This blog is part of a series describing how to properly assess your data security needs. This installment addresses the mindset needed to design useful protections and how to look at the extent to which various protection types mitigate various risks. Despite already breaking up this topic into three separate blogs (Data Security: Critical Knowledge and Data Security: Mechanisms for Malicious Loss), this final topic is still so robust that we’re breaking it down even further to cover these areas: Designing Protection, Design Approaches and Implementations.
Although I’ll mention a few features or technologies that are useful in implementing security, I have no illusions that this blog will make you an expert. As previously mentioned, the subject is just too vast. What I can do is make you feel more confident that your plans are broad and deep enough for your needs or give you arguments for seeking an expert and enough information to tell an expert from most charlatans.
Designing protection is a bit like erecting a shelter. The range of possibilities are as diverse as putting up an umbrella to building a nuclear bunker and must take into consideration whether you are at the south pole or the equator, in a desert or the ocean. In most cases you will build something far from any of these extremes but the range of considerations is clearly diverse.
Part one talked about types of loss and the importance of assigning a value to your data. Part two talked about the various ways your data can be misused, altered or destroyed. To design the most cost-effective protection you must merge these two lists, prioritize the result and design protections that focus on the needs that your list makes clear.
No answers fit all situations
A server that handles a free service to create blogs is not at risk of being hacked for its sensitive information. In fact, if identity management is handled by a third party, such a system may have no confidential information whatsoever. But this doesn’t mean such a system would not need to be secure. The system owners might consider it critical that no one other than the owner of a given blog space be able to add, alter or delete the content within that space. It may be so important to their site model that even their system administrators should not have the ability to make such changes. Clearly security is still highly important but in a completely different way from that of a payroll company where even authorized users have access to perhaps only a tiny slice of their own companies data and it is critical that such users can’t even tell what other companies use the service much less see another company’s data. Meanwhile Customer Service may need efficient access to all the data belonging to any company. They may even need to be able to update that data on the company’s behalf (with a proper audit trail of course!)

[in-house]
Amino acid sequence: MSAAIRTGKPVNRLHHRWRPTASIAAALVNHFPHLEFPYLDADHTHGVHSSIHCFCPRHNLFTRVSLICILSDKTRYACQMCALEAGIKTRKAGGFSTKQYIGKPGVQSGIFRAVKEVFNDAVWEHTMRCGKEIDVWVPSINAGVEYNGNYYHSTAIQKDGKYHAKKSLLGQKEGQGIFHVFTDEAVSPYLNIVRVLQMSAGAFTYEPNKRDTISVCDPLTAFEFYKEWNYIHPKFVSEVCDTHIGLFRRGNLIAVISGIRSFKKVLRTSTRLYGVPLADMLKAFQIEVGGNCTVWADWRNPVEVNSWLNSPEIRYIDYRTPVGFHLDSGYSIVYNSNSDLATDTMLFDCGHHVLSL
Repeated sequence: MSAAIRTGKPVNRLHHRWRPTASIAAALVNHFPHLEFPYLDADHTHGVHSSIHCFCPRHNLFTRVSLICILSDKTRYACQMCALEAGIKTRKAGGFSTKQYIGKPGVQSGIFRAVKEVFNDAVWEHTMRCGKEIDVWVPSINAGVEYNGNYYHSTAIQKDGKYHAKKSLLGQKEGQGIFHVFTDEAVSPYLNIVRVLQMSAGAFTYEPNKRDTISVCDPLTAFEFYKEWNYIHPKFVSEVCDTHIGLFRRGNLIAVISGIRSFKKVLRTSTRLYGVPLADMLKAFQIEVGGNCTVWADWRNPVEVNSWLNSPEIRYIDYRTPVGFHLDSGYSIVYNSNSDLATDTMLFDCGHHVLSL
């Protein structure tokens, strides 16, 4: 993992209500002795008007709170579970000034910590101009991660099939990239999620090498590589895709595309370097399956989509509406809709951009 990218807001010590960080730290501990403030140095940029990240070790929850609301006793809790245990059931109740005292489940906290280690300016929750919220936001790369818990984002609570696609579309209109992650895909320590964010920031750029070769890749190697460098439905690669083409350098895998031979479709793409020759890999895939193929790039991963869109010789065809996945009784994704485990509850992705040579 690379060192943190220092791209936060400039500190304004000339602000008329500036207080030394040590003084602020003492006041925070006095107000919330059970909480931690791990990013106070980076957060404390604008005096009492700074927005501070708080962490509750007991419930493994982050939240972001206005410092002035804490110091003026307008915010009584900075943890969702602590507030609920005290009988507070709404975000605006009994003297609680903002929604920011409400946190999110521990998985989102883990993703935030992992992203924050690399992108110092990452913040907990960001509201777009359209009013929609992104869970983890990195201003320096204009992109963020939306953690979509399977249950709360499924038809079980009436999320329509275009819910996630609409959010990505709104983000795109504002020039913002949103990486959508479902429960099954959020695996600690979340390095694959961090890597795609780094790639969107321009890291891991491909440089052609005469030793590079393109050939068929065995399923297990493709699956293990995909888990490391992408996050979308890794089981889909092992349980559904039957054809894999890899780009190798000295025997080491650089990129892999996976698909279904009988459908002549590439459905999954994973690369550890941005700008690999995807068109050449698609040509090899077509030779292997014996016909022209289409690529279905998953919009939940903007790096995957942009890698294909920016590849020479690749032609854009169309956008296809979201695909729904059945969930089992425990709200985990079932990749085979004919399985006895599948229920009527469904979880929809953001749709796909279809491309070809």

Although there are no one-size-fits-all answers, there are a couple practices that come close to being universal: ‘Multiple barriers’, ‘Segmentation’ and ‘Surface area reduction’ are among the biggest. The ideas are simple. Try to ensure that important data has more than one barrier to loss and keep your areas of vulnerability as small as possible.
A mainstay of most serious protection schemes is multiple barriers but not every environment warrants such protection. Given that any specific protection you implement will have a weakness; multiple barriers ensure your data remains safe even if one of your protections fails.
There are cases where multiple barriers are necessary in providing a decent level of protection. There are other cases where the drawbacks require a more careful weighing of their pros and cons.
The main drawbacks to most multi-barrier systems are that they can make access more cumbersome, slow processing and operations in general and add, sometimes excessive, cost to the price of maintaining data. They can also introduce additional points of failure to a system.
Whether your needs are to keep confidential data confidential or to protect data from unauthorized modification this mechanism can be an important tool in your arsenal. A sufficiently determined attack WILL eventually succeed unless the attacker is caught before achieving that success. Moreover some environments simply can’t implement strong enough protections or can’t trust the implementation of protections that exist. In either case the goal of segmentation is to organize or otherwise partition your data such that if protections are breached only a small amount of data is vulnerable. The idea here is to ensure that a breach in one area can’t be parlayed into additional access.